HB 351 -- Public Records and Meetings/Postsecondary Education Executive Search by Representative Bob Rommel (R – Naples), creates an exemption from public record and public meeting requirements for information associated with the applicant recruitment process and discussions associated with the applicant search for certain state university and Florida College System (FCS) institution employees. Specifically, the bill provides that any personal identifying information of an applicant for president, provost, or dean of any state university or FCS institution is confidential and exempt from public record requirements. It also creates a public meeting exemption for any meeting held for the purpose of identifying or vetting applicants for president, provost, or dean of any state university or FCS institution.
The bill provides instances when the public meeting exemption does not apply. In addition, it provides that the names of any applicants who comprise a final group of applicants must be released by the state university or FCS institution no later than 10 days before the date of the meeting at which final action or vote is to be taken on the employment of the applicants. All documents containing personal identifying information of any applicants who comprise a final group of applicants become subject to public record requirements when the applicants’ names are released.
The bill provides for repeal of the section on October 2, 2022, unless reviewed and saved from repeal by the Legislature. It also provides a statement of public necessity as required by the State Constitution.
The bill is scheduled to be heard this afternoon in the Postsecondary Education Subcommittee. A similar bill in the Senate, SB 478 by Senator Kathleen Passidomo (R – Naples), has been referred to the Education. Governmental Oversight and Accountability, and the Rules committees.
HB 1079 -- Pub. Rec. and Meetings/Comprehensive Emergency Management Plan for Public Postsecondary Institutions by Representative Bob Rommel (R – Naples), creates an exemption from public record and public meeting requirements for information associated with campus emergency response of a public postsecondary educational institution. “Campus emergency response” is defined as a public postsecondary education institution’s response to or plan for responding to an act of terrorism, public safety crisis, or emergency. The public records exemptions in this bill apply to plans held by a custodial agency before, on, or after the effective date. Also, the bill provides for repeal of the exemption on October 2, 2022, unless reviewed and saved from repeal by the Legislature. The bill is scheduled to be heard in the Postsecondary Education Subcommittee this afternoon. A similar bill in the Senate, SB 1224 by Senator Kathleen Passidomo (R – Naples), has been referred to the Education, Governmental Oversight and Accountability, and the Rules committees.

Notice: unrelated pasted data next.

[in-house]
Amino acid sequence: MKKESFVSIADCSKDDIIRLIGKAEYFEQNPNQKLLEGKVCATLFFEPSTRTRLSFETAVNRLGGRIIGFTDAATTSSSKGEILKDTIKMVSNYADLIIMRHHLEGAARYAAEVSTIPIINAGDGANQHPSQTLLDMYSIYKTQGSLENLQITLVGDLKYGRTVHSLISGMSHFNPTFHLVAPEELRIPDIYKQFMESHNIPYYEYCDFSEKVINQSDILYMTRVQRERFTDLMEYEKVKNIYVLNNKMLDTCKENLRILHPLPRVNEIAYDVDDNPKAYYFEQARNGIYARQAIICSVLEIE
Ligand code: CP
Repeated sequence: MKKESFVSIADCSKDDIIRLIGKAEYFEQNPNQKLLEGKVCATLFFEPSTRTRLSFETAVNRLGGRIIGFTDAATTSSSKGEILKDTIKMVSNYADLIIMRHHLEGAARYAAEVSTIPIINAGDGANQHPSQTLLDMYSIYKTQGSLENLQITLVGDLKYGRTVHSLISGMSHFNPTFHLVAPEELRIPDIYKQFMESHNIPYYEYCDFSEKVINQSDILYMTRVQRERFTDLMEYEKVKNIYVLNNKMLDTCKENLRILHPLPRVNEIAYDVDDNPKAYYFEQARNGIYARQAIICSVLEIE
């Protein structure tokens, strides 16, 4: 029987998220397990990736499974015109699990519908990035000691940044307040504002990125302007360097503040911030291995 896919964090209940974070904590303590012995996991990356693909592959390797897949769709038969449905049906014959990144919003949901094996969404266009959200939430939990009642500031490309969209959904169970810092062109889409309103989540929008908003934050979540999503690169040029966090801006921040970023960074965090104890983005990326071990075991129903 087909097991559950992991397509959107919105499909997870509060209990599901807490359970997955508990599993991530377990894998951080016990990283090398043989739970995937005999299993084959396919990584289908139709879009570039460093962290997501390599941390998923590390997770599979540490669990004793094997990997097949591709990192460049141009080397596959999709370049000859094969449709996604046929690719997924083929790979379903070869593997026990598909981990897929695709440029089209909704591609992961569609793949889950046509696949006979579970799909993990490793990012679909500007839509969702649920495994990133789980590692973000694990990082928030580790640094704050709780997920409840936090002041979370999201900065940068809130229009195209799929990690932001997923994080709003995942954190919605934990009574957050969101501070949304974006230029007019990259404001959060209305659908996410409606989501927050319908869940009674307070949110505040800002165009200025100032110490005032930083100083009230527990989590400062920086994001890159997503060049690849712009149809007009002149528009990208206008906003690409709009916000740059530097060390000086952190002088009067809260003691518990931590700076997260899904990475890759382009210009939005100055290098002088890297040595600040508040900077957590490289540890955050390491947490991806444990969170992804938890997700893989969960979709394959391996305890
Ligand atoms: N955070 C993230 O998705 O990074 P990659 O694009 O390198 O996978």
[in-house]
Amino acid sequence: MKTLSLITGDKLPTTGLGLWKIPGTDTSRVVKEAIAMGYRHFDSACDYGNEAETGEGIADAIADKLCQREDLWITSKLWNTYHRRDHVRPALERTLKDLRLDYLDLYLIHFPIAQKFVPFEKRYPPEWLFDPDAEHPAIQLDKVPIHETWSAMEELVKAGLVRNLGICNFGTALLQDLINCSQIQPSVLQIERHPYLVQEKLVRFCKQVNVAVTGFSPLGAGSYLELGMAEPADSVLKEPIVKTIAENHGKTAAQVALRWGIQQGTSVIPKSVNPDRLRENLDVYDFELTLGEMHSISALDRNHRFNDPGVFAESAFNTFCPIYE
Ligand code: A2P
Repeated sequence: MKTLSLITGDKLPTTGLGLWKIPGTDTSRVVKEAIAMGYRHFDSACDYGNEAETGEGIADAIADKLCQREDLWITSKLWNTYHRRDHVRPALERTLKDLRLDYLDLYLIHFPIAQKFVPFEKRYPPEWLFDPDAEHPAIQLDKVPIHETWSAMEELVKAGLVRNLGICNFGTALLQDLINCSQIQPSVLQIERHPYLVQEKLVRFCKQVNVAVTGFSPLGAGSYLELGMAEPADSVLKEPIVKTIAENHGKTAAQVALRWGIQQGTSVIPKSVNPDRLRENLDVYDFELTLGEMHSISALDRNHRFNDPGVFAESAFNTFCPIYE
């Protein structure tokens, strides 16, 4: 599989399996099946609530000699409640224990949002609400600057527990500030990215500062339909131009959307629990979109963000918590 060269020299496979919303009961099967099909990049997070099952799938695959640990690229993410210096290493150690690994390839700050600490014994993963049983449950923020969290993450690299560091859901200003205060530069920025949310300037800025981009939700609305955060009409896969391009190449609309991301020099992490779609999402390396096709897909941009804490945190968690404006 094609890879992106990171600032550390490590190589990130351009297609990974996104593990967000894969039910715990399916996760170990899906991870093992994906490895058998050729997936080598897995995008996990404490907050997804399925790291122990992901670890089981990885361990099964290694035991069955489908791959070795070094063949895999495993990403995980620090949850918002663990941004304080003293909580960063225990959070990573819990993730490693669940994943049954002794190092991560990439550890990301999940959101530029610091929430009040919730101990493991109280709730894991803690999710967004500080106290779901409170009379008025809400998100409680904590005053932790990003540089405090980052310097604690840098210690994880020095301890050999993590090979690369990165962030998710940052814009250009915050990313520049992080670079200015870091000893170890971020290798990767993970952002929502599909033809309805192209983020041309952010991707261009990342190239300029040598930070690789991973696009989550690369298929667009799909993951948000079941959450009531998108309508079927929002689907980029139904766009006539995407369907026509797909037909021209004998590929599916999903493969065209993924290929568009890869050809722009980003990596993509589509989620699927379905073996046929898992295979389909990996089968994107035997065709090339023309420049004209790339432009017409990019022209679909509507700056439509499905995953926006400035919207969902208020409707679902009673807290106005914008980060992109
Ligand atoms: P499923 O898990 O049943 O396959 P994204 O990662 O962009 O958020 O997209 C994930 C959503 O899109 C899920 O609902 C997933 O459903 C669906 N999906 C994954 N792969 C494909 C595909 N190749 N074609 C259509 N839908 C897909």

HB 501 -- Public Records and Meetings/Information Technology/Postsecondary Education Institutions by Representative Thomas Leek (R – Daytona Beach), creates section 1004.055, F.S., which:
- Exempts data or information from technology systems owned, contracted, or maintained by a state university or Florida College System (FCS) institution from Public Records Laws;
- Exempts from Open Meeting laws, public meetings or portions of public meetings revealing data or information from technology systems owned, contracted, or maintained by a state university or FCS institution;
- Requires an exempt portion of a public meeting be recorded, transcribed and exempt from disclosure; and
- Specifies when and to whom exempt records may be released.
The bill provides for repeal of the section on October 2, 2022, unless reviewed and saved from repeal by the Legislature. The bill is scheduled to be heard in the Postsecondary Education Subcommittee this afternoon. A similar bill in the Senate, SB 110, by Senator Jeff Brandes (R – St. Petersburg), has been referred to the Education, Governmental Oversight and Accountability, and the Rules committees.